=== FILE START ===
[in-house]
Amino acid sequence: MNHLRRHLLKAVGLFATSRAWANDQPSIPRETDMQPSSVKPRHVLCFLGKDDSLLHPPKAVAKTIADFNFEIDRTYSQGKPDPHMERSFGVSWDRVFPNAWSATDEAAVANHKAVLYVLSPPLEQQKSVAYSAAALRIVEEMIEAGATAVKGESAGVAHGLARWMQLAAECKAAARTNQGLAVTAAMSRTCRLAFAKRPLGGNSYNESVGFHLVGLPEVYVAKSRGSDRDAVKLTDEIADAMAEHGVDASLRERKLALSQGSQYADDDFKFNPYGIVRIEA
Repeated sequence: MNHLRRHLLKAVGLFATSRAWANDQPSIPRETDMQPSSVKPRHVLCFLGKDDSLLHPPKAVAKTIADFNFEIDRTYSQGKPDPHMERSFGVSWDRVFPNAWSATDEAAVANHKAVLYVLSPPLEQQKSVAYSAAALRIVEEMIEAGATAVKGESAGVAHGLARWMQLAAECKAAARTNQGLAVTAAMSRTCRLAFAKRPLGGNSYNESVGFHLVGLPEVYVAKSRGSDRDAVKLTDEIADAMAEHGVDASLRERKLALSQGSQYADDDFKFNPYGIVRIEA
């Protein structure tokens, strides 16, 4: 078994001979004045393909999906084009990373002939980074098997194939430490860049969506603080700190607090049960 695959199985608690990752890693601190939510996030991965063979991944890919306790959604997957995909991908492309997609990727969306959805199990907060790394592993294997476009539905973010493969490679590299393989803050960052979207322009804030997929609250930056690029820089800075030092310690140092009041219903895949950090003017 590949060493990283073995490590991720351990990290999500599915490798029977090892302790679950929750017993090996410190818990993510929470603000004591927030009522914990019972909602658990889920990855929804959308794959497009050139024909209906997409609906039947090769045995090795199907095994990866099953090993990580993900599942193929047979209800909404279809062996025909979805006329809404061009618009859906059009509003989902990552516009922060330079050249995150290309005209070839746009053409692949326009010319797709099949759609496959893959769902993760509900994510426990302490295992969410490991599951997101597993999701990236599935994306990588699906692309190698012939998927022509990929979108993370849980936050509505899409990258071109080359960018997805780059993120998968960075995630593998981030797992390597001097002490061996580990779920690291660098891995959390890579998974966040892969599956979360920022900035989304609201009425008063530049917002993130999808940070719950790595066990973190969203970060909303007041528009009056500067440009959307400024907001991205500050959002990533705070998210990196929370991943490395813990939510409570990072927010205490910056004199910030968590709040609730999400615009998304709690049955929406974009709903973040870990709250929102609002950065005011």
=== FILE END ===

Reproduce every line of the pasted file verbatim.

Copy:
[in-house]
Amino acid sequence: MNHLRRHLLKAVGLFATSRAWANDQPSIPRETDMQPSSVKPRHVLCFLGKDDSLLHPPKAVAKTIADFNFEIDRTYSQGKPDPHMERSFGVSWDRVFPNAWSATDEAAVANHKAVLYVLSPPLEQQKSVAYSAAALRIVEEMIEAGATAVKGESAGVAHGLARWMQLAAECKAAARTNQGLAVTAAMSRTCRLAFAKRPLGGNSYNESVGFHLVGLPEVYVAKSRGSDRDAVKLTDEIADAMAEHGVDASLRERKLALSQGSQYADDDFKFNPYGIVRIEA
Repeated sequence: MNHLRRHLLKAVGLFATSRAWANDQPSIPRETDMQPSSVKPRHVLCFLGKDDSLLHPPKAVAKTIADFNFEIDRTYSQGKPDPHMERSFGVSWDRVFPNAWSATDEAAVANHKAVLYVLSPPLEQQKSVAYSAAALRIVEEMIEAGATAVKGESAGVAHGLARWMQLAAECKAAARTNQGLAVTAAMSRTCRLAFAKRPLGGNSYNESVGFHLVGLPEVYVAKSRGSDRDAVKLTDEIADAMAEHGVDASLRERKLALSQGSQYADDDFKFNPYGIVRIEA
């Protein structure tokens, strides 16, 4: 078994001979004045393909999906084009990373002939980074098997194939430490860049969506603080700190607090049960 695959199985608690990752890693601190939510996030991965063979991944890919306790959604997957995909991908492309997609990727969306959805199990907060790394592993294997476009539905973010493969490679590299393989803050960052979207322009804030997929609250930056690029820089800075030092310690140092009041219903895949950090003017 590949060493990283073995490590991720351990990290999500599915490798029977090892302790679950929750017993090996410190818990993510929470603000004591927030009522914990019972909602658990889920990855929804959308794959497009050139024909209906997409609906039947090769045995090795199907095994990866099953090993990580993900599942193929047979209800909404279809062996025909979805006329809404061009618009859906059009509003989902990552516009922060330079050249995150290309005209070839746009053409692949326009010319797709099949759609496959893959769902993760509900994510426990302490295992969410490991599951997101597993999701990236599935994306990588699906692309190698012939998927022509990929979108993370849980936050509505899409990258071109080359960018997805780059993120998968960075995630593998981030797992390597001097002490061996580990779920690291660098891995959390890579998974966040892969599956979360920022900035989304609201009425008063530049917002993130999808940070719950790595066990973190969203970060909303007041528009009056500067440009959307400024907001991205500050959002990533705070998210990196929370991943490395813990939510409570990072927010205490910056004199910030968590709040609730999400615009998304709690049955929406974009709903973040870990709250929102609002950065005011």